The Sixty-Four Dollar Question

This week’s Question and Answer session in the El Paso Inc. is an interview with Patrick Schaefer, Executive Director of Hunt Institute for Global Competitiveness. According to the lead-in to the interview, the Institute was founded

“to answer some of the region’s most intractable social and economic questions. Why is it that El Paso’s median income was on par with the nation in the 1950s but is now at least 30-percent lower, and what might turn that around?”

Well, I’ve got the answer to the first question: leakages.

The bracero program, and later porous borders that let day workers come over from Juarez and then take their paychecks home with them, reduced the amount of money circulating through the El Paso economy. The wage and cost-of-living differentials incentivized the exodus of money from El Paso to Juarez. Juarez became more attractive to other citizens of Mexico, and they moved to the Mexoplex. It was like trickle-down economics, except it skipped about seventy percent of El Pasoans.

Wealthier Mexicans brought their buying power to El Paso, but not in sufficient volume to compensate for all the money flowing south. And a few El Pasoans capitalized on the lower wages to make money in labor intensive industries, like clothing manufacturing, but their increased salaries didn’t make up for the money flowing south either.

Some companies skipped El Paso all together to manufacture their goods in twin plants. Their managers may live in El Paso, but corporate profits flow to corporate headquarters in Minnesota, or Washington State, or Chicago.

So El Paso gets service industry jobs, and increased wealth and income inequality.
And once a trend like that starts, it’s hard to stop. You can stick your thumb in a dyke, but once the sea wall crumbles, you’re wet.

Nothing in our current economic policies addresses the issue of leakages. We recruit out-of-town firms and twin plants. Our landlord class siphons off the rents and spends their money from their second homes in La Jolla. Blue collar wages are beaten down by competition from people who cross the border daily, and spend their paychecks where their dollar goes farthest.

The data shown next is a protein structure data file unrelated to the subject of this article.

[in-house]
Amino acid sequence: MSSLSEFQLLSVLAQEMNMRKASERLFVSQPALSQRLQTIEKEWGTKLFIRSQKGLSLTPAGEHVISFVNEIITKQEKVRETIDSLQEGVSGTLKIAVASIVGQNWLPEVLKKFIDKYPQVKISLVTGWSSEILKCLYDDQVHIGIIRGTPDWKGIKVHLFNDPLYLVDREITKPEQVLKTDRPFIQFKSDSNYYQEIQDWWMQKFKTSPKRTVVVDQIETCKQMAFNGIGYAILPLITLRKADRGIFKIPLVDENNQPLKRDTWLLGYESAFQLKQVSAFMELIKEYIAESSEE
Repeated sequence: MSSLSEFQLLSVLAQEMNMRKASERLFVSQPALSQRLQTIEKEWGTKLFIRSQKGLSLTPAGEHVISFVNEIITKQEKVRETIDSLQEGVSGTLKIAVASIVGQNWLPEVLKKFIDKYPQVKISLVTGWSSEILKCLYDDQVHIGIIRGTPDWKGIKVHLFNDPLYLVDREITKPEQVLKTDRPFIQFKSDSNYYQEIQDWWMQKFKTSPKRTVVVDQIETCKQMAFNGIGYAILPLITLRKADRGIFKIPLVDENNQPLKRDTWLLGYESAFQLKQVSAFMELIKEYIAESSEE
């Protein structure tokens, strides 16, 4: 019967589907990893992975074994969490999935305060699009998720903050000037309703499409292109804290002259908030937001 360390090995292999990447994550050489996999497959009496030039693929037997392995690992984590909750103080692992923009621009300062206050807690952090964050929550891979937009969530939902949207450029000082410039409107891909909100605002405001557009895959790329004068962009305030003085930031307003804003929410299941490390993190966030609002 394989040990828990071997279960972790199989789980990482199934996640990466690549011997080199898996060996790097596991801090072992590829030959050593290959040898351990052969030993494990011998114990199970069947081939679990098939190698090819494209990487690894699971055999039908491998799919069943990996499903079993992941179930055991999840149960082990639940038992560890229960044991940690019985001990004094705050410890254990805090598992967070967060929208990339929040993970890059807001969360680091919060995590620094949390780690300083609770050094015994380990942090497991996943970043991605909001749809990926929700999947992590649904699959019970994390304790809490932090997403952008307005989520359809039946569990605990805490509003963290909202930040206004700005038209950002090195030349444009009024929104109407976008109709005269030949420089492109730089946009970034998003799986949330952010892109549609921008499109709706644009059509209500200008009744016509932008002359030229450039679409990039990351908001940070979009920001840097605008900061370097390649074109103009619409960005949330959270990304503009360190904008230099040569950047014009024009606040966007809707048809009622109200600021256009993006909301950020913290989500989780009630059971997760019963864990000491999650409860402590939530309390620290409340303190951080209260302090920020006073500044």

I’m not being judgmental, or advocating closed borders. I’m simply explaining why El Paso’s median income was on par with the nation in the 1950’s, and is now at least 30 percent lower. A similar study of Juarez’ income might reveal a similar trend, but reversed. I’d wager that over that same period, Juarez’ median income rose, though probably not as much relative to Mexico’s, as Juarez’ population swelled with internal migration.

Hope I didn’t put those guys at the think tank out of work. El Paso needs their incomes.

One comment

  1. One also has to look at demographics. In the 1950s and 60s. El Paso was a military boom town. Lots of white collar workers from Biggs, Ft. Bliss and White Sands. There used to be buses that parked at Northgate Shopping Center that were used just to shuttle the engineers and rocket scientists back and forth between the missile range and Northeast El Paso where most of them lived. Now, Ftl Bliss is full of low level soldiers. Remember when we had NUKES sitting out in the Northeast El Paso desert? Those B52s required a lot of support. When that all left, so did the reason for most white collar jobs, and they associated income that comes with it, to stay.

    You have had white flight, brain drain, and I remember a time when Juarez was a playground for the rich. Remember when the celebrities would come over and get their quickie divorces after spending a day at the Juarez Racetrack? The rich played in Juarez and stayed in El Paso. Now no one wants to go to Juarez.

    The white flight comment is more about white collar flight than a race comment by the way. There is no compelling reason for a student graduating from UTEP to stay here. Most of the whittle collar jobs are not here, and the ones that are are few and far between.

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